Phrasal Verbs

A Phrasal verb is a combination of a verb and a preposition or an adverb and a preposition. It is comprised of two different speeches but gives single meaning.

Verb + Prepostion = Phrasal Verb
Look + into = look into
Look + after = look after
Get + in = get in
Break + out = break out

#. Some of the Phrasal verbs with meanings l Verb

Put aside
Put down
Put forward
Put off
Put away
Tidy up
Look into
Turn off
Switch off
Give back
Carry on
Cut down
Die down
Bounce back
Recover from a problem
Ask out
Invite someone
Make up for
Mess up
Commit an error
Rule out
Run into
Meet someone unexpectedly
Leave out
Dress up
Wear special clothes
Do without
Join in
Keep back
Hide something

#. Types of Phrasal Verbs

Phrasal Verbs are two types. They are as follows.

Separable Phrasal Verbs
The Phrasal Verbs that can be separated in the functional use are called Separable Phrasal Verbs. There comes ‘something’ or ‘somebody’ comes in between them when they are used.

Please turn the lights on. (Turn On)
Pull the luggage down slowly. (Pull down)

Inseparable Phrasal Verbs:
There are some Special Phrasal Verbs in English Language which cannot be separable. They have to be written together everywhere and any time.

Look after, Look At, Look into
I look after my mother. (look after)
They looked at the gate if there are any dogs. (look at)


A Clause is also a group of words like phrases but gives complete meaning. It consists of a subject and a predicate. It contains at least a verb. The phrases can stand themselves. It may be a part of a sentence.

The children who fought each other were punished by the teacher.
Classroom is a place where our careers are decided.

In the above sentences the text, in the bold text, is called clauses as they look like they are the part of the sentences. They define a relation with the other parts of the sentence.

A Clause can be classified into the following types. They are as follows:

Independent Clause
Dependent Clause

All the general sentences or simple sentences which can stand alone and having a subject and a verb are called Independent Clauses. They can stand alone. They never depend on other parts of the sentence. This clause is also known as ‘Main Clause’.

We are learning Spoken English on Internet.
This is an internet platform for teaching Spoken English.
The children are playing in the ground.
All the Indians are my brothers and sisters.

All the above sentences have subjects as well as finite verbs and are standing alone without depending on other parts. Hence, they are all called Independent Clauses or Main Clauses.

 A dependent clause is a group of words that depend on other parts of the sentence to give the complete meaning. They cannot stand alone. They always depend on main clauses. So, these are called as Dependent Clauses or Sub-Ordinate Clauses.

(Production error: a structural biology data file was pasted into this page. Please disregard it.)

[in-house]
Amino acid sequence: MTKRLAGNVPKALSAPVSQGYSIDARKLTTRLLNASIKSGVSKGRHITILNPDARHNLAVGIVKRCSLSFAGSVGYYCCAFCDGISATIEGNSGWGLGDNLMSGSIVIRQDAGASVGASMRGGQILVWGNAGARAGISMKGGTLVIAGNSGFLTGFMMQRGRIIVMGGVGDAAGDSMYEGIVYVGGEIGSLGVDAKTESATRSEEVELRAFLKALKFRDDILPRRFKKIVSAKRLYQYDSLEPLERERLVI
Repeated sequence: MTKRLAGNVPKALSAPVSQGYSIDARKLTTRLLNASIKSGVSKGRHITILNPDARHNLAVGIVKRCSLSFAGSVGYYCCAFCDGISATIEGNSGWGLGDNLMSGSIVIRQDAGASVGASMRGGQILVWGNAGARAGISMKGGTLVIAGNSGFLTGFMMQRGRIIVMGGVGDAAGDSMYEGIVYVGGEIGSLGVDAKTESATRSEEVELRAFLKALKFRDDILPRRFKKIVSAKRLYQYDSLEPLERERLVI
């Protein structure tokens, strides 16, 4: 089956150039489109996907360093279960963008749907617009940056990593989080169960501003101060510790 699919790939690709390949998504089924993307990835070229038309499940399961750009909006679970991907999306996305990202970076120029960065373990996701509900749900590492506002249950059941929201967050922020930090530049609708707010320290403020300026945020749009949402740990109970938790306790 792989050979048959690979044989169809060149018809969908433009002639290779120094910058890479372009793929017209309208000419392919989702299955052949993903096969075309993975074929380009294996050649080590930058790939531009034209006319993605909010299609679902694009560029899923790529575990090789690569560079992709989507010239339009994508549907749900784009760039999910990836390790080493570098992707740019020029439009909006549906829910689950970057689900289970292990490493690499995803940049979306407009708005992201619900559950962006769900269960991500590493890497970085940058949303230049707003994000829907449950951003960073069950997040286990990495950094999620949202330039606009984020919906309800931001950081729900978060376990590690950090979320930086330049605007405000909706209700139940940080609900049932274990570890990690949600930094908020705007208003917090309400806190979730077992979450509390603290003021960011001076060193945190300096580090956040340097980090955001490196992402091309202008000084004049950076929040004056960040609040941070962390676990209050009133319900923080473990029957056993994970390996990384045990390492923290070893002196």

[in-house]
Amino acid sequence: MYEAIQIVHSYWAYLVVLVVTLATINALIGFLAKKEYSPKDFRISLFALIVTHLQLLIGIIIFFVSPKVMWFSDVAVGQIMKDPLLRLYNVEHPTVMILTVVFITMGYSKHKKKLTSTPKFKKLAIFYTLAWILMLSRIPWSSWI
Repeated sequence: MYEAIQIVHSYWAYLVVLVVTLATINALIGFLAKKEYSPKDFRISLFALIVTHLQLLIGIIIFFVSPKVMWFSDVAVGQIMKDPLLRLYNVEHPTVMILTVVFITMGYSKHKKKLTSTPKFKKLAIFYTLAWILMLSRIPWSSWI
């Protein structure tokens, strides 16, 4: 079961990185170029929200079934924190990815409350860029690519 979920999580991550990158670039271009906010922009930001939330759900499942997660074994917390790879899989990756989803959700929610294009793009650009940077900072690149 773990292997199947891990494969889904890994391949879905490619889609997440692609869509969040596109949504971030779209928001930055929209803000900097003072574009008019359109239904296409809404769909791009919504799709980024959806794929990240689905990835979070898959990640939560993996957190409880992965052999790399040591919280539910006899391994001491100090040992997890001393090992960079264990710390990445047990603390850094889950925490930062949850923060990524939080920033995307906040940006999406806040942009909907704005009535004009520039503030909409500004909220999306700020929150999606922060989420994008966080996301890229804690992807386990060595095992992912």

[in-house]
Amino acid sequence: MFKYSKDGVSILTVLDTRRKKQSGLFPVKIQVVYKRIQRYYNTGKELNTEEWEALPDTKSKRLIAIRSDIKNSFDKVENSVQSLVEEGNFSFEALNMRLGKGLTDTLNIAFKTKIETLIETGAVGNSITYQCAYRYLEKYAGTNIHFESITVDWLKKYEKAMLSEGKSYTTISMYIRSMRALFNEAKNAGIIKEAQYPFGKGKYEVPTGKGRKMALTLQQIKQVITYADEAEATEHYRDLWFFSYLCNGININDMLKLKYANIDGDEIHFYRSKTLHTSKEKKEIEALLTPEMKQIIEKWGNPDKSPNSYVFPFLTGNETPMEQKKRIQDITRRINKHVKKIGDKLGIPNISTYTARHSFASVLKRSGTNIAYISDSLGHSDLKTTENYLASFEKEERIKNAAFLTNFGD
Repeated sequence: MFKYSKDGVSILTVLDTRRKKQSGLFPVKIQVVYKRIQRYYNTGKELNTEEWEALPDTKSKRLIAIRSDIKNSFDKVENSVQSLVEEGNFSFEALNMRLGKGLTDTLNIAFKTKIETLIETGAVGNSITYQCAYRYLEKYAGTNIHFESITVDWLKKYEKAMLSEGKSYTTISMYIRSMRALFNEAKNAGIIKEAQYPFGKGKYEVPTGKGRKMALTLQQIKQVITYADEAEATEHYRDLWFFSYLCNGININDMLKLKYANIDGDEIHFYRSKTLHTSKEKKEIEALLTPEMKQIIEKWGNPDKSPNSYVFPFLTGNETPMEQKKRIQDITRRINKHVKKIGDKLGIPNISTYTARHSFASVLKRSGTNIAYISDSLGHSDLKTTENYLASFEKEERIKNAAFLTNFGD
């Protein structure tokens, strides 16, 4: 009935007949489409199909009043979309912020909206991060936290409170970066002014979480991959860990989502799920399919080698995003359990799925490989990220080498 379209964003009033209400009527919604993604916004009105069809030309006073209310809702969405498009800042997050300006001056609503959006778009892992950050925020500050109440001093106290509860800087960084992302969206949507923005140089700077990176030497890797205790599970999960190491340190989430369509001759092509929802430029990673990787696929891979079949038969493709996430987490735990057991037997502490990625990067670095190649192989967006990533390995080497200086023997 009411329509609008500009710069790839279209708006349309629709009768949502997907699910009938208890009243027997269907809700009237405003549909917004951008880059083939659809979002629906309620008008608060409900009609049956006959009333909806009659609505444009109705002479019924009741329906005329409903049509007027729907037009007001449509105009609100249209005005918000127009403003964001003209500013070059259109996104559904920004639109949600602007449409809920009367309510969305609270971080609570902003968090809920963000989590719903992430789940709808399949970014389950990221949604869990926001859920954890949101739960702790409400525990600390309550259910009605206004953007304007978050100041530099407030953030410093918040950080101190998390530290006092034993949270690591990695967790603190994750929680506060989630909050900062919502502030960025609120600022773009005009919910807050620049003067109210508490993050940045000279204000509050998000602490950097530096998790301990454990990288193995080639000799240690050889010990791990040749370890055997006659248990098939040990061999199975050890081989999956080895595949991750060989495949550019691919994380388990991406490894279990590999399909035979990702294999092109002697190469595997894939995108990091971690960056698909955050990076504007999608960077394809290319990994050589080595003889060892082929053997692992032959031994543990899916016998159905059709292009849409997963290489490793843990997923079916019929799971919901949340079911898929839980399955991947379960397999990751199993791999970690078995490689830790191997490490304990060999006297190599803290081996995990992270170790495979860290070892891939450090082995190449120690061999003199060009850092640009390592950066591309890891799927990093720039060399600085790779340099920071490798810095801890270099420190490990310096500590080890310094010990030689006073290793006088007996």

After coming from school, I went to my grandmother’s home.
I was writing notes when the phone rang.
If you work hard, you will succeed in the examinations.
Though the children were asked to complete the home task, they didn’t complete.

The words in the bold text in the above sentence are called Dependent Clauses and they are depending on the latter part in order to given the meaning.


A Phrase is a group of words which gives incomplete meaning. It doesn’t have a subject and a predicate. The phrases cannot stand themselves.

On the road
In the book
At the shop

A phrase can be classified into the following types. They are as follows:
Noun Phrase
Adjective Phrase
Adverb Phrase

A noun phrase is a part of the sentence and acts as a noun.

He wanted to learn English.
He drinks milk.
I saw a snake on the road.

A phrase which acts as an adjective in a sentence is called as Adjective Phrase.

The boy, with curly headed, is my friend.
The team from West Indies defeated India in the semi finals.
A man, in frustrated mood, was advised by the Council.

A group of words that acts as an adverb in a sentence is called as an adverb phrase.

We were warmly welcomed to the party.
He readily accepted his mistake.
Children play games every day.


#. Usage of Late, Later, Latest
“All these words refer to time.”

The bus is late. (Time delayed)
I missed my friend, I will meet him later. (Next time)
This is the latest post that I am publishing. (New one)

# Later & Last
These words indicate the position. Here, ‘latter’ means the second one or the next one and ‘last’ means the end of the list.

Out of two opinions, I went with the latter one.
I have picked up the last book in the shelf.

#. Older, Elder & Oldest, Eldest

‘Old’,’ Older’ and ‘Oldest’ refers to both (persons and things) whereas 
‘Elder’, ‘Eldest’ refers to only persons.

This building is older than the next one.
Mr. Pal is the oldest member in the Lion's Club.
Satish is elder brother.
Seema is the eldest one in her family.

#. Far, Farther & Further
These two words are used to indicate the distance. When these degrees are used, they must be followed by ‘than’ in order to show the relation between them.

Mumbai is farther from Kolkatha than Delhi.
Raju helped me in trouble without any further thought.

#. Nearest, Next
There is a small difference between the both degrees. ‘Nearest’ means the shortest distance whereas ‘next’ indicates another one in the sequence.

It was the nearest market from my house.
The market is next to our house.